With patience a soldier is bred


Drawing down in Iraq?

According to top army generals, it may be sooner, rather than later, that we see significant troops cuts in Iraq. Apparently Iraqi forces are coming on line more quickly than was planned:

The Army’s second-ranking general said Thursday that the number of American troops in Iraq would probably decline by early 2006, largely because of post-election progress in combating insurgents and training more Iraqi troops to take over security duties.

The officer, Gen. Richard A. Cody, the Army vice chief of staff, did not give specific figures, emphasizing that the decision would be made next month by Gen. George W. Casey Jr., the top commander in Iraq, and senior Pentagon officials. But other senior military officials said American troop levels could drop to around 105,000 by early next year from 150,000 now.

45,000 is a significant reduction. If you were to compare it to a modern division, it would be a reduction of 2+ divisions. In this case it will most likely be a division plus and a part of the logistical tail which would be needed to support those troops.

Obviously a full draw down of US troops in Iraq will require a full stand up of Iraqi forces. But today the quality of Iraqi forces vary widely. The US mission has shifted twice now, from combat to security and now to training. The training mission is now the key to success in Iraq, both for the nation and for the withdrawal of US troops:

To speed the training, General Cody announced Thursday that 666 Army officers and senior enlisted soldiers would be dispatched to Iraq to work with the Iraqis as part of a shift away from combat operations.

In addition, he said 1,140 officers and senior enlisted troops would be drawn from Army units already in Iraq to comprise 10-member training teams to work with Iraqi forces. A senior Army officer said a smaller number of Marine Corps and Air Force personnel could also be assigned to training duties in Iraq.

American military commanders acknowledge that the 90 battalions of Iraqi military and police forces vary greatly in quality. “Some of those battalions are good enough so that they can operate independently,” General Casey told reporters on March 8. “But there’s not many of them.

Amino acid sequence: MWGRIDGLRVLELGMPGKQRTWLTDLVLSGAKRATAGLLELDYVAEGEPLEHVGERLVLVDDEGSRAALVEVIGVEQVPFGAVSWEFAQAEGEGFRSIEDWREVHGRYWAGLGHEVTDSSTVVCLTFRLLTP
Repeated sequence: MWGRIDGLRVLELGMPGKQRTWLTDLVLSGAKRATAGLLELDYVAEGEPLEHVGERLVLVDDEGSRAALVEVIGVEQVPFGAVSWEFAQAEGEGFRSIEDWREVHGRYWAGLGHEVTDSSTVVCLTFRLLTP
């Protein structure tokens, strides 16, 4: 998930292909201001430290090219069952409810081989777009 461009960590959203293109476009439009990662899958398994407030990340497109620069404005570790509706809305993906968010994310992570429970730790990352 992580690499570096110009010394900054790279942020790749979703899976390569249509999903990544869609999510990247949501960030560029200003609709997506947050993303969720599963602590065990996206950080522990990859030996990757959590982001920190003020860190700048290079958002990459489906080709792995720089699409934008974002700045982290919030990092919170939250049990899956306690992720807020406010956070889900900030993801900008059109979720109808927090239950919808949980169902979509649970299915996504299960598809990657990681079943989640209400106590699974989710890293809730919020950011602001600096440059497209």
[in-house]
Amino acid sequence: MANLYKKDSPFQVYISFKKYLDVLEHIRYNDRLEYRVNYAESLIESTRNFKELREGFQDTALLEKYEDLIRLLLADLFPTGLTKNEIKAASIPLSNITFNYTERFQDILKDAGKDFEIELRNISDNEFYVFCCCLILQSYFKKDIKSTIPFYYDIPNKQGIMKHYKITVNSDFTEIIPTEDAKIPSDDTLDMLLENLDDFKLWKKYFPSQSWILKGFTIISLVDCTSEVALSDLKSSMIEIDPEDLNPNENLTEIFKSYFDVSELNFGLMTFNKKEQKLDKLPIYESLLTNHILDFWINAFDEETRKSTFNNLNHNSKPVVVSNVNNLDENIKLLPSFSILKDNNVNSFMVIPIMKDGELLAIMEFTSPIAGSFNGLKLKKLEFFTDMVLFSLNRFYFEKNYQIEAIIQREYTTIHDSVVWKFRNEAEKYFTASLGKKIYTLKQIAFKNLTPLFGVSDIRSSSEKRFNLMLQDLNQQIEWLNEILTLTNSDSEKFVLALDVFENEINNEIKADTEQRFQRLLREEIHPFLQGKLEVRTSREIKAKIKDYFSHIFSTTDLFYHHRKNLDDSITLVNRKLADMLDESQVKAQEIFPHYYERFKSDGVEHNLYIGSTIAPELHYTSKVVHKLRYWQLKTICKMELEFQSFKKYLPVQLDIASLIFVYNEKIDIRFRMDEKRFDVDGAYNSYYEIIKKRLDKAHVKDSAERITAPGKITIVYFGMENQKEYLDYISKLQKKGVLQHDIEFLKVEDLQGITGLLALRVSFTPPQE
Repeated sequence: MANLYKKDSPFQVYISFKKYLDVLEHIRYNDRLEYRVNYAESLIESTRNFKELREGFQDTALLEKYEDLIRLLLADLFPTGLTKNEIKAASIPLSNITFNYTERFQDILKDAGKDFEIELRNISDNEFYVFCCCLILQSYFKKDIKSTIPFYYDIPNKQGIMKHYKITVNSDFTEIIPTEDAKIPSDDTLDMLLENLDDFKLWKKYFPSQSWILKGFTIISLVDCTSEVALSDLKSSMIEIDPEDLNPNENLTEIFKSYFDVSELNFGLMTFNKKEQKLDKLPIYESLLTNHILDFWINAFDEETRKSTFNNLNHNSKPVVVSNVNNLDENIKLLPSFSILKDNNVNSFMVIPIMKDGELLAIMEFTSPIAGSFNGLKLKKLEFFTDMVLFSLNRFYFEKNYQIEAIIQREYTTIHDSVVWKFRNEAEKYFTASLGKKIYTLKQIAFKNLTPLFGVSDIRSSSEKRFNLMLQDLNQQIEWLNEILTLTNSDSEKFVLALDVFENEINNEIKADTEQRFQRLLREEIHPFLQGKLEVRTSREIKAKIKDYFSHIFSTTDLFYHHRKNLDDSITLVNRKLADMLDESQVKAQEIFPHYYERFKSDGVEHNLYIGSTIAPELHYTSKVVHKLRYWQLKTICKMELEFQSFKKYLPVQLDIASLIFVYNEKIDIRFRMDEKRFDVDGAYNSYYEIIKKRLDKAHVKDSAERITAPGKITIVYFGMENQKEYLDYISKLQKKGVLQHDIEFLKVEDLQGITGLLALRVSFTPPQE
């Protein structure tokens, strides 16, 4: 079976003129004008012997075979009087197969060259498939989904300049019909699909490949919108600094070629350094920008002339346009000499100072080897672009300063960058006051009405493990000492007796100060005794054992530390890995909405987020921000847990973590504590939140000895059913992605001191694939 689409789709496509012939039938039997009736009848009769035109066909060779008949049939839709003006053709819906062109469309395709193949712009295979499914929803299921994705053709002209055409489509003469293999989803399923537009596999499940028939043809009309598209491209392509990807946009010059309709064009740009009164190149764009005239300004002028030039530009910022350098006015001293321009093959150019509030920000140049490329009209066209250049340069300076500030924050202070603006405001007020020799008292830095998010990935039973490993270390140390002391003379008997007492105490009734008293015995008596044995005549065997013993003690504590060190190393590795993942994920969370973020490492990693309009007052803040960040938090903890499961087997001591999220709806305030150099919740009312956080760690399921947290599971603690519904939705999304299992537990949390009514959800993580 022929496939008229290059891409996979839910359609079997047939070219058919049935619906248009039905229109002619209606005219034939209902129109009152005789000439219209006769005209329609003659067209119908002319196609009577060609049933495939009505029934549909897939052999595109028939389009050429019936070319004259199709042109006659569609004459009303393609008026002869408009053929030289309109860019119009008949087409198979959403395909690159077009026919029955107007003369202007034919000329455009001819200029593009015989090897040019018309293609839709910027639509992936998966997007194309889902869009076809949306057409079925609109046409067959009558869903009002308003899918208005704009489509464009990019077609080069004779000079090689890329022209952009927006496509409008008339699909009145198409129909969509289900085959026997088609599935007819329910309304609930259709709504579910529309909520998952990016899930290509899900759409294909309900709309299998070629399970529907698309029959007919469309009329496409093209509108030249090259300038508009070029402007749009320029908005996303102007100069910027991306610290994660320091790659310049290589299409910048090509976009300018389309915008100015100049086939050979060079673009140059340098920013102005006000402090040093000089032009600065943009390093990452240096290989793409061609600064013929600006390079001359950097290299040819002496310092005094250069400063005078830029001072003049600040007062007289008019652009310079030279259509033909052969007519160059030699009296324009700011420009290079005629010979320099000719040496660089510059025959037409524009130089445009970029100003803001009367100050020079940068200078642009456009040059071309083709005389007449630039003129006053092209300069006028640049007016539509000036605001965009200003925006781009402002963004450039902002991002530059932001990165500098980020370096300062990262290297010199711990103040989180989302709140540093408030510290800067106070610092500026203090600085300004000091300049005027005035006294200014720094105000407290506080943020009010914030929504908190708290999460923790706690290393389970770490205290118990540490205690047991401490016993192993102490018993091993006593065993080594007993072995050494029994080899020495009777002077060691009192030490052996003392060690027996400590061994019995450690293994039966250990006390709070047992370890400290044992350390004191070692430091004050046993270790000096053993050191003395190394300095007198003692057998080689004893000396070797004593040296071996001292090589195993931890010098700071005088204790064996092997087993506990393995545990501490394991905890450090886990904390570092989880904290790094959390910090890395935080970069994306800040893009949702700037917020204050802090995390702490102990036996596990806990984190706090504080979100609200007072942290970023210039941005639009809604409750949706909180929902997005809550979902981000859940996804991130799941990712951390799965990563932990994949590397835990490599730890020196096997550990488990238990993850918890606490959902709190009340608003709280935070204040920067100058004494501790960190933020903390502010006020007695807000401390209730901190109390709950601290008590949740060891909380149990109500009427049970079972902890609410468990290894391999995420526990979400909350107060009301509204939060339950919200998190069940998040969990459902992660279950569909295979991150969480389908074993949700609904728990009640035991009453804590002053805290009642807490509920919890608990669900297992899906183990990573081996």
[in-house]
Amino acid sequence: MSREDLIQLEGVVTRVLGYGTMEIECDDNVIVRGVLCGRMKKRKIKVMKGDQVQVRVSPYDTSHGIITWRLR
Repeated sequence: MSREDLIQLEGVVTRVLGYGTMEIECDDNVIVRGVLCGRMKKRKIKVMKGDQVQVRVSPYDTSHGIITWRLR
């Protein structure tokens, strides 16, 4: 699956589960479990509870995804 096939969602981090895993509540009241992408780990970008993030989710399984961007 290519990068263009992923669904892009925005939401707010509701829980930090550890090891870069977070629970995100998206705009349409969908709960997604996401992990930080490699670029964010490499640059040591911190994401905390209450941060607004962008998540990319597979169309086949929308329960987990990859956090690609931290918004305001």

It takes time to build a non-commissioned officer corps (NCO), and it is the NCOs which provide the backbone and day-to-day leadership which will set the standard for the military. While you can run a recruit through basic and advanced individual training in about 6 months to make them nominally trained and qualified, good NCOs develop over years. The same is true about officers. It is those two categories where much of the future work lies for US trainers.

Over the next year the United States will work with the Iraqis “so that you can have truly independent Iraqi operations,” he added. “But it’s going to take some months for that to happen.”

Iraqi military and Defense Ministry officials are slowly building military headquarters and staffs, and American officials cite several examples of steady improvement.

I don’t want to over emphasize it, but well-trained NCOs and officers are key to the ability to conduct independent operations. Just as important is a good command structure and the planning ability of the staff. Right now, I would guess that the US is engaged in intensive and extensive battle staff training with the headquarters and staffs. Once they learn how to properly plan and execute operations, and once we get sufficient NCOs and officers on line and trained, the sooner we can really look at significant cuts in our forces in Iraq.

And now, in true blog fashion … links!

Steamy ABC Segment Escapes Penalty

China Ripe for Media Explosion

Rice says USA concerned at China military build-up…

Genes contribute to religious inclination…

Suddenly, It’s Fast Forward at TiVo

Russia Official Survives Bomb Attack

Kg: Statement of the US Ambassador on the 2nd round of elections

Schiavo’s lifeline removed


2 Responses to “With patience a soldier is bred”

  1. Michael Lasley Says:

    I know nothing about the military, so forgive my ignorance. Is this a wise move? Or is this driven by politics? That’s an innocent question–I’m not trying to blast Bush. And I haven’t followed the news as much lately as I should, but are the insurgients being held in check since the elections? That’s another innocent question. I really do hope our soldiers are able to come home quickly, I’ve just not heard *great* things about the Iraqi forces yet, and the officials you quote don’t sound overly optimistic at all.

    From this end, it’s nice to have an insider’s perspective, DeJon.

  2. Al Sturgeon Says:

    Excellent, DeJon. I really need to do a better job of keeping up with current events.

    Speaking of, you want to make a deal with me for Berkman?

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